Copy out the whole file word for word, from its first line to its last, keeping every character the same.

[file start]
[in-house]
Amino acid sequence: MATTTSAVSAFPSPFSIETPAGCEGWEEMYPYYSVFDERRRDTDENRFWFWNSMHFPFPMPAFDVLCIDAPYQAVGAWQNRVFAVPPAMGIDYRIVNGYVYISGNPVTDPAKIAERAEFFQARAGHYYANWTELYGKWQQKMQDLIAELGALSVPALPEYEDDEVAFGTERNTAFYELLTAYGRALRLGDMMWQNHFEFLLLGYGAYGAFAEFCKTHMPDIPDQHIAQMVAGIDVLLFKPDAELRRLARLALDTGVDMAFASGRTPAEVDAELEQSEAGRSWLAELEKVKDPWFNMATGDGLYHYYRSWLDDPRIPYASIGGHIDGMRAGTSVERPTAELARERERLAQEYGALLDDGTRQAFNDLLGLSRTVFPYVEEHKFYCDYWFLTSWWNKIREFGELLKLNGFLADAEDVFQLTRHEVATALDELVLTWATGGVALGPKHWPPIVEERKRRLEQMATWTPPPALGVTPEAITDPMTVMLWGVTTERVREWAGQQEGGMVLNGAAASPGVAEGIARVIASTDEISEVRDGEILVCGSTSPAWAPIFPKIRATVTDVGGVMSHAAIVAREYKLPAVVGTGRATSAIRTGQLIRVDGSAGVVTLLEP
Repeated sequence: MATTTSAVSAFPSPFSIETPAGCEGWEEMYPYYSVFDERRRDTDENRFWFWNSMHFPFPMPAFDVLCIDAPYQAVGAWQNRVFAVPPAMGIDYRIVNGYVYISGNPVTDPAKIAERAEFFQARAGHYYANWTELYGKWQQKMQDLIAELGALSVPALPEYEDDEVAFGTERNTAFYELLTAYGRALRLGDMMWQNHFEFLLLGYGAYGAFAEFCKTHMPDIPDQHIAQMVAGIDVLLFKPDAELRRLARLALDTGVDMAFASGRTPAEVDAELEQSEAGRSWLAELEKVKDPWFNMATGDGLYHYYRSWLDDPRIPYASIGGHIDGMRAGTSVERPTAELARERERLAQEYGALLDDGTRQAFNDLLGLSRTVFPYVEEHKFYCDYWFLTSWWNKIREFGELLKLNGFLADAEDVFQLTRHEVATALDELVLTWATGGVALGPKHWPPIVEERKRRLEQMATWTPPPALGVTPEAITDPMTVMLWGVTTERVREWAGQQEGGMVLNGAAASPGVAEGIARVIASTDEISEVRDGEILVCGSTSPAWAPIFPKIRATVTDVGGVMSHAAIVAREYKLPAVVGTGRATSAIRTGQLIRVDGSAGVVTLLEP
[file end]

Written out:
[in-house]
Amino acid sequence: MATTTSAVSAFPSPFSIETPAGCEGWEEMYPYYSVFDERRRDTDENRFWFWNSMHFPFPMPAFDVLCIDAPYQAVGAWQNRVFAVPPAMGIDYRIVNGYVYISGNPVTDPAKIAERAEFFQARAGHYYANWTELYGKWQQKMQDLIAELGALSVPALPEYEDDEVAFGTERNTAFYELLTAYGRALRLGDMMWQNHFEFLLLGYGAYGAFAEFCKTHMPDIPDQHIAQMVAGIDVLLFKPDAELRRLARLALDTGVDMAFASGRTPAEVDAELEQSEAGRSWLAELEKVKDPWFNMATGDGLYHYYRSWLDDPRIPYASIGGHIDGMRAGTSVERPTAELARERERLAQEYGALLDDGTRQAFNDLLGLSRTVFPYVEEHKFYCDYWFLTSWWNKIREFGELLKLNGFLADAEDVFQLTRHEVATALDELVLTWATGGVALGPKHWPPIVEERKRRLEQMATWTPPPALGVTPEAITDPMTVMLWGVTTERVREWAGQQEGGMVLNGAAASPGVAEGIARVIASTDEISEVRDGEILVCGSTSPAWAPIFPKIRATVTDVGGVMSHAAIVAREYKLPAVVGTGRATSAIRTGQLIRVDGSAGVVTLLEP
Repeated sequence: MATTTSAVSAFPSPFSIETPAGCEGWEEMYPYYSVFDERRRDTDENRFWFWNSMHFPFPMPAFDVLCIDAPYQAVGAWQNRVFAVPPAMGIDYRIVNGYVYISGNPVTDPAKIAERAEFFQARAGHYYANWTELYGKWQQKMQDLIAELGALSVPALPEYEDDEVAFGTERNTAFYELLTAYGRALRLGDMMWQNHFEFLLLGYGAYGAFAEFCKTHMPDIPDQHIAQMVAGIDVLLFKPDAELRRLARLALDTGVDMAFASGRTPAEVDAELEQSEAGRSWLAELEKVKDPWFNMATGDGLYHYYRSWLDDPRIPYASIGGHIDGMRAGTSVERPTAELARERERLAQEYGALLDDGTRQAFNDLLGLSRTVFPYVEEHKFYCDYWFLTSWWNKIREFGELLKLNGFLADAEDVFQLTRHEVATALDELVLTWATGGVALGPKHWPPIVEERKRRLEQMATWTPPPALGVTPEAITDPMTVMLWGVTTERVREWAGQQEGGMVLNGAAASPGVAEGIARVIASTDEISEVRDGEILVCGSTSPAWAPIFPKIRATVTDVGGVMSHAAIVAREYKLPAVVGTGRATSAIRTGQLIRVDGSAGVVTLLEP